Freddie Williams Sr., a prominent educator in Baton Rouge, touched the lives of many during his decades of work in schools. And he is survived by a large family, which includes 17 grandchildren and seven great grandchildren.
So his recent passing would ordinarily call for a large funeral. But, due to the coronavirus outbreak, his services at Winnfield Funeral Home in Baton Rouge will be limited to 60 people. Out-of-town family members are being asked to stay home.
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“We’re telling them not to come,” said Millie Williams, his wife of 59 years. “We’re going to have it live-streamed.”
In the two months while Gov. John Bel Edwards’ stay-at-home order was in place, no more than 10 people could attend any funeral. Since that order has been lifted, the services can be a bit bigger, but funeral homes and churches are still limited to 25 percent of their capacity.
“It’s traumatizing to see your business go from hundreds and hundreds of people to maybe 10 people, all with masks on and no hugs, no physical connections,” said Darryl Hambrick, owner of Hambricks Family Mortuary in Gonzales.
It’s been hard to explain, especially to young children.
“How do you tell them they can’t go to grandmother’s funeral?” Hambrick asked.
Williams, the former Scotlandville Magnet High School principal, died peacefully in his sleep on May 15, the same day the governor relaxed his stay-at-home order. Unbeknownst to his family, he left behind detailed instruction for his funeral, down to the songs and scriptural reading as well as who would be doing what.
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The family is strictly following his wishes, except one: they can’t have the service at Bethel AME Church in Baton Rouge.
“Our church is not letting anyone in, even with the 25%, until things settle down,” Millie Williams said.
Those who work in local funeral homes say the coronavirus and the limits it has placed on personal contact have profoundly interrupted the traditional grieving process.
Edward L. Muhleisen, funeral director and embalmer at L.A. Muhleisen & Sons Funeral Home in Kenner, likened funerals to group therapy.
“This pandemic has stripped that away from people,” Muhleisen said.
Virtual funerals have become more common. Funeral directors say they are likely to stay.
Greg Clark, owner of Church Funeral Services based in St. Amant, recalled a schoolteacher who died recently who had many friends and family out of state who couldn’t travel, so the family opted for a service broadcast over Zoom.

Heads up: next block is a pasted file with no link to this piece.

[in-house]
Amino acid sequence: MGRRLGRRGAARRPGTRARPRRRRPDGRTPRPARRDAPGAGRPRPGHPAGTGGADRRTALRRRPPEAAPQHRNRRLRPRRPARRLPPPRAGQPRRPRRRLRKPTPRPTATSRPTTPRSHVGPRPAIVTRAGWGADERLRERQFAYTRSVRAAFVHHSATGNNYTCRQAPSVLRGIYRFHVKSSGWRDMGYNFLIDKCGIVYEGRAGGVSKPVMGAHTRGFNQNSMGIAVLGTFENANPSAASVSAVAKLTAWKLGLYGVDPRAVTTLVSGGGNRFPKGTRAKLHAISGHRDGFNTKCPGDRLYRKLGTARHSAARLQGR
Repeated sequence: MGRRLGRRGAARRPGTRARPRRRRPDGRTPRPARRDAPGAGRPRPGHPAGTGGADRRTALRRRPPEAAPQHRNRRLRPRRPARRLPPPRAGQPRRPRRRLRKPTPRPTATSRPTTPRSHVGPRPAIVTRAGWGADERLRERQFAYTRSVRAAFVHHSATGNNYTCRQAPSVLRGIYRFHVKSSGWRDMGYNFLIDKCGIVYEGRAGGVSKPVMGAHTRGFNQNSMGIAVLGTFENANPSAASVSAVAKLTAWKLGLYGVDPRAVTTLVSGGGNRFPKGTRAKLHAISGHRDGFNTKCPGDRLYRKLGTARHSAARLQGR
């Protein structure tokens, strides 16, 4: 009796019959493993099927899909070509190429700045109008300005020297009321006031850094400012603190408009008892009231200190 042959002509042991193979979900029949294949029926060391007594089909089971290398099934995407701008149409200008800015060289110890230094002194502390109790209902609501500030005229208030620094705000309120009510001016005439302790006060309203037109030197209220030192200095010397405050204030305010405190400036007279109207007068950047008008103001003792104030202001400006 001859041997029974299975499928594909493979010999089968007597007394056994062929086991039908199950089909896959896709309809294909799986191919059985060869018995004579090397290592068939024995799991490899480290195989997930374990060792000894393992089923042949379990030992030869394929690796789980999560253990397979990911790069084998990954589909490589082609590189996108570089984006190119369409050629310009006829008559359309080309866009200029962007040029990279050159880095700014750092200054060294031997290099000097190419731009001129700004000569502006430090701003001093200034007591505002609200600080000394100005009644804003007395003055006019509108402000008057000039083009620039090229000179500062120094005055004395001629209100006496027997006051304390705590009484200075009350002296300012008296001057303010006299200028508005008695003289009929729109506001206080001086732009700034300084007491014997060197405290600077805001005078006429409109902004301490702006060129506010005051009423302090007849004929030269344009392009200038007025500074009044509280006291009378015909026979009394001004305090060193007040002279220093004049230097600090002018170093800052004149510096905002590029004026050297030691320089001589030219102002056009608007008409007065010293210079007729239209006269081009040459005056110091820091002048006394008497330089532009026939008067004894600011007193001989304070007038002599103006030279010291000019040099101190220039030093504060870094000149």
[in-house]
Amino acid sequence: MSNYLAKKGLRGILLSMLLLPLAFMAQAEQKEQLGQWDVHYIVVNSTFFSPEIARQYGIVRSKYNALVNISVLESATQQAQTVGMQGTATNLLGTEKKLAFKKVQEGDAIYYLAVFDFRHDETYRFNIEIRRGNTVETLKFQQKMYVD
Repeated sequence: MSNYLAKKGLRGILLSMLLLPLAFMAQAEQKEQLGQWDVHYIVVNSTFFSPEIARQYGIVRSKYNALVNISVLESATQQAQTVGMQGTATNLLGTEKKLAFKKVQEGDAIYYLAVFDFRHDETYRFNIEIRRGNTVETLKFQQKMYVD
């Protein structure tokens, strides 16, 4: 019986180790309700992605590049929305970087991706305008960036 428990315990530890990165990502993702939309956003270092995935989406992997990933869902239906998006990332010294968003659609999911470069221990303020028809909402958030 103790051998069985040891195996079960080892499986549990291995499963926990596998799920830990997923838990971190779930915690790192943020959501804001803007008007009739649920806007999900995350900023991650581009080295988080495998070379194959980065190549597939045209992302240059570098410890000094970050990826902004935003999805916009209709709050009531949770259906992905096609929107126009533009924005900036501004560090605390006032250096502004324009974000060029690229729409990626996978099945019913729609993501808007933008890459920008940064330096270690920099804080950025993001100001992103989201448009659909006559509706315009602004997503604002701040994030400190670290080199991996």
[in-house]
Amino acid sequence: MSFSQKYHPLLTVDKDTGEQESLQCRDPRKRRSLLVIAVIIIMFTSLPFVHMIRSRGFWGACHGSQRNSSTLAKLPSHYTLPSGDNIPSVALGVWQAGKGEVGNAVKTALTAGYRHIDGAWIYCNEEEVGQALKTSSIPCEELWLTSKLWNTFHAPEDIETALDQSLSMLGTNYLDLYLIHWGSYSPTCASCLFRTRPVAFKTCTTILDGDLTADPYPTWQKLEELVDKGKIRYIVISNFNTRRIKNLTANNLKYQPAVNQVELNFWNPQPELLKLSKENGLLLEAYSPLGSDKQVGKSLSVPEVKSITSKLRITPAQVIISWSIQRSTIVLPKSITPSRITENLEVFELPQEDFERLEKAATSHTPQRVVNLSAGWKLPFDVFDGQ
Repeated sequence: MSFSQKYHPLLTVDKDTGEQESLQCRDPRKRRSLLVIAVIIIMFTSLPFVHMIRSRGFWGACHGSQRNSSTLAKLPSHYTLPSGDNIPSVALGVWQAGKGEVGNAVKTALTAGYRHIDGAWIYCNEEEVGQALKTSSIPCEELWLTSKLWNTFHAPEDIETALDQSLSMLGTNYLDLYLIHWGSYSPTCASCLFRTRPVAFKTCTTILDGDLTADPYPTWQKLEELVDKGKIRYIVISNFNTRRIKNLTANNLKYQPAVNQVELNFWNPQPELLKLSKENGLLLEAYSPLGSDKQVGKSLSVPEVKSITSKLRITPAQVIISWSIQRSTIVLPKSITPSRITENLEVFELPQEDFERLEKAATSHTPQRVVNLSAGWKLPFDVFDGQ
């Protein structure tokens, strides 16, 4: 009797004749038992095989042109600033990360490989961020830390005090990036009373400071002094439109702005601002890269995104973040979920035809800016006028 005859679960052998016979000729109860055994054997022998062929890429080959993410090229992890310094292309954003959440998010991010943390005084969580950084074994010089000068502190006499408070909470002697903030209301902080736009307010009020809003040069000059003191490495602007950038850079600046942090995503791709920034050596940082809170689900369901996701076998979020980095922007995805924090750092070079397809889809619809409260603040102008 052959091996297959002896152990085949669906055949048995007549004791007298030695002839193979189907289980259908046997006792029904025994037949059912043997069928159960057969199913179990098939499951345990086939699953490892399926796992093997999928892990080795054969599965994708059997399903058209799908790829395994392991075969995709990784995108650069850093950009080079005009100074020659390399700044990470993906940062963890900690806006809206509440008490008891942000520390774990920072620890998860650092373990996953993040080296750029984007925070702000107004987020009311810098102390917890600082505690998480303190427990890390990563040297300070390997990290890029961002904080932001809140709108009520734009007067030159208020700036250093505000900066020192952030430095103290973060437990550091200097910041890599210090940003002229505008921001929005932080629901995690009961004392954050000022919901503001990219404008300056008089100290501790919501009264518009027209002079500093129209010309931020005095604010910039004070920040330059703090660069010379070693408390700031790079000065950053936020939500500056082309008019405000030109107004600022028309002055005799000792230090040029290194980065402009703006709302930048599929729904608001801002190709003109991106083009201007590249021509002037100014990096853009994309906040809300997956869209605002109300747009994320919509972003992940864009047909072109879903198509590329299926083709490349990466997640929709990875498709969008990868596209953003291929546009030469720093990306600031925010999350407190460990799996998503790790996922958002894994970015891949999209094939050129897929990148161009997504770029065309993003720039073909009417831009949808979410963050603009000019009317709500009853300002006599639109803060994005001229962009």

“They had 76 people on the call. The daughter asked, ‘Can we do it again? The next day we did it again for 50 people,” Clark said.
Funeral home employees have been considered essential workers throughout the outbreak. Some have had to work while facing their own tragedies.
“My father died during this from COVID, so I’ve seen both sides of this fence,” said Bobby Suchman, general manager of Seale Funeral Home in Denham Springs.
The family elected to have his father cremated.
“My mother, wife of 57 years, didn’t get to see him,” Suchman said.
Once rare in Louisiana, cremations have grown in popularity since the start of the outbreak.
“I didn’t have a cremation in this funeral home until maybe 10 years ago,” Hambrick said. “Now I do more cremations than I’ve ever done.”
Directors differ on whether they see cremations remaining popular.
“I think it’s going to go back pretty much to normal,” said Kay Stewart, director of Wilson-Wooddale Funeral Home in Baton Rouge,
Hambrick disagrees: “You go to New York and California, cremation is nothing.”
For her part, Millie Williams said she would never have agreed to have her husband cremated.
Some funeral directors worry that the rush to cremate is being driven by misplaced coronavirus fears.
Suchman said he thinks misinformation has played a part in the rise of cremations. Some families whose loved ones died from COVID-19 said health professionals told them mistakenly that by law the body had to be cremated.
And the dangers of exposure from that person who had coronavirus have been exaggerated, he said. Rules for handling coronavirus victims grew stricter, but funeral homes already took great precautions.
“When we walk into a residence or a facility, we never know what someone may have,” Suchman said.
Hambrick said at first he as well gave in to fear.
“The first time I’ve ever been scared to go to a funeral home was when COVID came” he recalled.
But he said he quickly studied up on the virus and calmed down: “My dad told me knowledge replaces fear.” He said many people he deals with, however, have yet to do the same.
“We’ve had churches who said they didn’t want the body at the church, but it’s not the body that’s the problem,” Hambrick said.
The embalming process, he said, is good at killing the virus and preventing the body from being a threat. But those attending the service may be carrying the virus and risk exposing each other.
Even in preparing for the funeral, some families are oblivious to the real dangers, he said. While he tries to get families to arrange their funerals remotely, sometimes people show up anyways. Recently he had 10 family members visit him, forcing him to move everyone into the chapel so they could spread out and complete the arrangements safely.
“They don’t have any fear of their family members,” he said, “but then they come into my environment to expose my family.”
Since her husband’s passing, Millie Williams said she has been gratified by the outpouring of support. Many people have called or posted on social media about what Freddie Williams meant to them.
“A lot of it I knew, but I didn’t know the total impact,” she said.